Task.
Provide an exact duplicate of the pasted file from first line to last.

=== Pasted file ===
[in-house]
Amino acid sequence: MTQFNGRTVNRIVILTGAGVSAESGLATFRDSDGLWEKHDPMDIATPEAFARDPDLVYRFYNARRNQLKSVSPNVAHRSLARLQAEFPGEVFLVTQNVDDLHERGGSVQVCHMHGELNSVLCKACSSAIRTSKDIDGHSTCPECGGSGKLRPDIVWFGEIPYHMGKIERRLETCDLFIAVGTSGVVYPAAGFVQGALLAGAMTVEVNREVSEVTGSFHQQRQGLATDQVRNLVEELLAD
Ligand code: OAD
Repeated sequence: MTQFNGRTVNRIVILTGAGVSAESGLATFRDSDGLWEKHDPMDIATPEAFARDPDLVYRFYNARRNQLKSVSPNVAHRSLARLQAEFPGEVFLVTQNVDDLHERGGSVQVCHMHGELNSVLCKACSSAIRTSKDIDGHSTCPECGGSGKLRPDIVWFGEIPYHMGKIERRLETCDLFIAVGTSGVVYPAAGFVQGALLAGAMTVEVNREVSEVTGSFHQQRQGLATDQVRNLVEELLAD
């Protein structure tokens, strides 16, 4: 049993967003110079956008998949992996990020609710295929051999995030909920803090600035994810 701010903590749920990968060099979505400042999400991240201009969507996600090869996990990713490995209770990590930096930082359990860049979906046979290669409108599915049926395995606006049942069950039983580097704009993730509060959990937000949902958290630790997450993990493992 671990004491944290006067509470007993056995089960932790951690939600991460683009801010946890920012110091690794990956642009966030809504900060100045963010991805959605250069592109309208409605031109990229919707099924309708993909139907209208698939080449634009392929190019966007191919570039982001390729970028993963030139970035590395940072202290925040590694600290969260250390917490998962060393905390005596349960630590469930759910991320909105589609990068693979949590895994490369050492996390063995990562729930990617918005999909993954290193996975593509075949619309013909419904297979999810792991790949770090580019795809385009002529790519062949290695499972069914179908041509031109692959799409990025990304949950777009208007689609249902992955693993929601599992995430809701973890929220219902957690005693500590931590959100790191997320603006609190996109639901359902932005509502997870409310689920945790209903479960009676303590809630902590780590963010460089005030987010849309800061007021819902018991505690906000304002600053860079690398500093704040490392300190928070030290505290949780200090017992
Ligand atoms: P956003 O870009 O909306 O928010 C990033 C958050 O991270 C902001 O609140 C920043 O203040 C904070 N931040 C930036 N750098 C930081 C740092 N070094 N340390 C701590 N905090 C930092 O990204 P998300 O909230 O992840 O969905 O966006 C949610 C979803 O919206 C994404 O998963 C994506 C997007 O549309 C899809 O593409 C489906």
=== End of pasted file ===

[in-house]
Amino acid sequence: MTQFNGRTVNRIVILTGAGVSAESGLATFRDSDGLWEKHDPMDIATPEAFARDPDLVYRFYNARRNQLKSVSPNVAHRSLARLQAEFPGEVFLVTQNVDDLHERGGSVQVCHMHGELNSVLCKACSSAIRTSKDIDGHSTCPECGGSGKLRPDIVWFGEIPYHMGKIERRLETCDLFIAVGTSGVVYPAAGFVQGALLAGAMTVEVNREVSEVTGSFHQQRQGLATDQVRNLVEELLAD
Ligand code: OAD
Repeated sequence: MTQFNGRTVNRIVILTGAGVSAESGLATFRDSDGLWEKHDPMDIATPEAFARDPDLVYRFYNARRNQLKSVSPNVAHRSLARLQAEFPGEVFLVTQNVDDLHERGGSVQVCHMHGELNSVLCKACSSAIRTSKDIDGHSTCPECGGSGKLRPDIVWFGEIPYHMGKIERRLETCDLFIAVGTSGVVYPAAGFVQGALLAGAMTVEVNREVSEVTGSFHQQRQGLATDQVRNLVEELLAD
């Protein structure tokens, strides 16, 4: 049993967003110079956008998949992996990020609710295929051999995030909920803090600035994810 701010903590749920990968060099979505400042999400991240201009969507996600090869996990990713490995209770990590930096930082359990860049979906046979290669409108599915049926395995606006049942069950039983580097704009993730509060959990937000949902958290630790997450993990493992 671990004491944290006067509470007993056995089960932790951690939600991460683009801010946890920012110091690794990956642009966030809504900060100045963010991805959605250069592109309208409605031109990229919707099924309708993909139907209208698939080449634009392929190019966007191919570039982001390729970028993963030139970035590395940072202290925040590694600290969260250390917490998962060393905390005596349960630590469930759910991320909105589609990068693979949590895994490369050492996390063995990562729930990617918005999909993954290193996975593509075949619309013909419904297979999810792991790949770090580019795809385009002529790519062949290695499972069914179908041509031109692959799409990025990304949950777009208007689609249902992955693993929601599992995430809701973890929220219902957690005693500590931590959100790191997320603006609190996109639901359902932005509502997870409310689920945790209903479960009676303590809630902590780590963010460089005030987010849309800061007021819902018991505690906000304002600053860079690398500093704040490392300190928070030290505290949780200090017992
Ligand atoms: P956003 O870009 O909306 O928010 C990033 C958050 O991270 C902001 O609140 C920043 O203040 C904070 N931040 C930036 N750098 C930081 C740092 N070094 N340390 C701590 N905090 C930092 O990204 P998300 O909230 O992840 O969905 O966006 C949610 C979803 O919206 C994404 O998963 C994506 C997007 O549309 C899809 O593409 C489906």